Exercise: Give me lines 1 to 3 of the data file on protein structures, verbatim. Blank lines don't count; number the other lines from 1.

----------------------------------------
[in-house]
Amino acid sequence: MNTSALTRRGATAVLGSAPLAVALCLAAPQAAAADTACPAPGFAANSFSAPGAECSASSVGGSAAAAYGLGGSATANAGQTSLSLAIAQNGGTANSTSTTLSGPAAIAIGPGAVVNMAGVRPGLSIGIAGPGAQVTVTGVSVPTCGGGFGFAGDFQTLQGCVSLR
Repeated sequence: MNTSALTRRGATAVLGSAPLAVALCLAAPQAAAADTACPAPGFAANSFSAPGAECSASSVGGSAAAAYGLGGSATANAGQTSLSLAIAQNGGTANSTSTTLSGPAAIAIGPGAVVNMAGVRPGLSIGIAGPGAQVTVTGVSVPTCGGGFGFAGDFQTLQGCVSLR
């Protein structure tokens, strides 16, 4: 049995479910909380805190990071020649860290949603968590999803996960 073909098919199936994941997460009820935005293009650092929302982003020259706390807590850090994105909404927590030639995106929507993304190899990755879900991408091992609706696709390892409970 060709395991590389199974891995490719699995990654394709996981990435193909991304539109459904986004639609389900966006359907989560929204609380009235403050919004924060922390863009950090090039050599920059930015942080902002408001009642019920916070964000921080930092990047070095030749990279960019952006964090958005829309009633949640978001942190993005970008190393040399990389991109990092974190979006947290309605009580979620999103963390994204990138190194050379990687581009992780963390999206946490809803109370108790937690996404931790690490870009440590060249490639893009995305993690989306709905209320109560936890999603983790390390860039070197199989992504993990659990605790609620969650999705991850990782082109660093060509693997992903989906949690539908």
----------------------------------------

[in-house]
Amino acid sequence: MNTSALTRRGATAVLGSAPLAVALCLAAPQAAAADTACPAPGFAANSFSAPGAECSASSVGGSAAAAYGLGGSATANAGQTSLSLAIAQNGGTANSTSTTLSGPAAIAIGPGAVVNMAGVRPGLSIGIAGPGAQVTVTGVSVPTCGGGFGFAGDFQTLQGCVSLR
Repeated sequence: MNTSALTRRGATAVLGSAPLAVALCLAAPQAAAADTACPAPGFAANSFSAPGAECSASSVGGSAAAAYGLGGSATANAGQTSLSLAIAQNGGTANSTSTTLSGPAAIAIGPGAVVNMAGVRPGLSIGIAGPGAQVTVTGVSVPTCGGGFGFAGDFQTLQGCVSLR